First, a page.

A week ago I was working (and staying) next to Charing Cross in London, and found myself exploring the intellectual rabbit hole of the Eleanor Crosses. To refresh your memory, when Eleanor of Castile, the wife of King Edward I of England, died in 1290, her grieving husband erected large memorial crosses at every point where her funeral procession had rested overnight en route from Nottinghamshire, where she died, to Westminster Abbey, where she was buried. There were originally twelve of these, the last one at the top of Whitehall on what is now Trafalgar Square, in an area then known as Charing. Outside Charing Cross station there is an ornate Victorian re-imagining of what the original cross might have looked like, and I guess I have been familiar with that since I started going to London on my own.
Only three of the original crosses survive, in Geddington and Hardingstone in Northamptonshire and Waltham Cross in Hertfrodshire. The royal accounts for the 1290s also survive, and so we know the names (if little more) of the craftsmen who built them. My eye was caught by one name in particular: “William of Ireland”. He provided the sculptures of Queen Eleanor for the crosses in Lincoln and Hardingstone, and the latter survive. He was paid 5 marks per figure (difficult to equate but around £3000 in today’s money). I find them striking.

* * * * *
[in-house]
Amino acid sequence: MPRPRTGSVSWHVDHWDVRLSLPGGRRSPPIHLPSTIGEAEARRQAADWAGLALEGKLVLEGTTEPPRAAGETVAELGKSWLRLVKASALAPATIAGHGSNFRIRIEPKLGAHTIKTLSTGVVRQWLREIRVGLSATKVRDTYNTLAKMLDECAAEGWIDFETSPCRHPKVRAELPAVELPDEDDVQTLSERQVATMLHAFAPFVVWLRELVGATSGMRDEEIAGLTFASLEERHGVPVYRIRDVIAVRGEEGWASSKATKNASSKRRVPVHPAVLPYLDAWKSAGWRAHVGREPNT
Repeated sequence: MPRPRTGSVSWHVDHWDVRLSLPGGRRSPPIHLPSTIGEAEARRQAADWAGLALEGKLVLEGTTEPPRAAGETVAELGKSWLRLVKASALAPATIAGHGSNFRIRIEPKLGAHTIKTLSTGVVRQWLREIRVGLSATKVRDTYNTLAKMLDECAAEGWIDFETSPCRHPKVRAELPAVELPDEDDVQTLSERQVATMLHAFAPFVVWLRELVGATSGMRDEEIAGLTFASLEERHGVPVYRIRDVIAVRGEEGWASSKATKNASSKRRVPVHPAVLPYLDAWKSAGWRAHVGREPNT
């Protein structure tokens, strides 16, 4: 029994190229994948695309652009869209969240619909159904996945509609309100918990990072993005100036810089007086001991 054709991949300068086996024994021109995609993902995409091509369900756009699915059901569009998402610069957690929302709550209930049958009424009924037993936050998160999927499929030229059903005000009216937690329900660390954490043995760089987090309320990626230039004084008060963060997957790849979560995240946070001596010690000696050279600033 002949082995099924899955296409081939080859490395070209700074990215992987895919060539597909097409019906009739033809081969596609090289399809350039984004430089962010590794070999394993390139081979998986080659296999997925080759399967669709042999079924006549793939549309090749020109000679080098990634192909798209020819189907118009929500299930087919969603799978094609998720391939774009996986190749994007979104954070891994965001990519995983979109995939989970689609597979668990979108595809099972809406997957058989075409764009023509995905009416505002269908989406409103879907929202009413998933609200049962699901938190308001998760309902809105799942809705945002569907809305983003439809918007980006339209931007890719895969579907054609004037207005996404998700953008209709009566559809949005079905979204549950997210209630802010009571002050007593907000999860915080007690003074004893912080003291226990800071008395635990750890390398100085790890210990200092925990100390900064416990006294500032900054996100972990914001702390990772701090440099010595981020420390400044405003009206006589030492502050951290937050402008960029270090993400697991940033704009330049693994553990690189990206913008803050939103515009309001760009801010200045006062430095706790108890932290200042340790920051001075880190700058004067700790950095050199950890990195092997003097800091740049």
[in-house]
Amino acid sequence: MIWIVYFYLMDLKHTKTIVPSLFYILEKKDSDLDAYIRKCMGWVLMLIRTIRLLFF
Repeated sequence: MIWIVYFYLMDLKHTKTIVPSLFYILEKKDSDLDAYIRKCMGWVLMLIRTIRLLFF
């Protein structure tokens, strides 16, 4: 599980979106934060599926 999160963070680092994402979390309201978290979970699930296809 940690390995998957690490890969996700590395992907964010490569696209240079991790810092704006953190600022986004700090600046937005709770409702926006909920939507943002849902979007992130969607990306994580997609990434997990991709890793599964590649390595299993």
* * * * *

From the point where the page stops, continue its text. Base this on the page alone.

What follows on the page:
William of Ireland must be the earliest Irish artist whose name is known to us. (The earliest known Irish painter is Garret Morphy, who died around 1716.) None of William’s other work survives, as far as we know. But these four graceful figures are quite special. Northamptonshire is not on my usual circuit (I did work in Raunds for two months in 1985) but I would make a substantial detour to go and see this.
Carsten Dilba has apparently taken the study of William of Ireland as far as it can go in his 2009 book Memoria Reginae, but it is difficult to find, and in German. Oddly enough he is one of the sculptors celebrated on the Frieze of Parnassus around the base of the Albert Memorial, itself based on the Eleanor Crosses (one of which features behind him). Of course, John Birnie Philip, who did that bit of the frieze, can have had no idea at all of what William of Ireland actually looked like.
In a 1925 article in the English Dominicans’ Blackfriars magazine (“A Causeway and a Cross”, Frank Byrne waxes lyrical about him: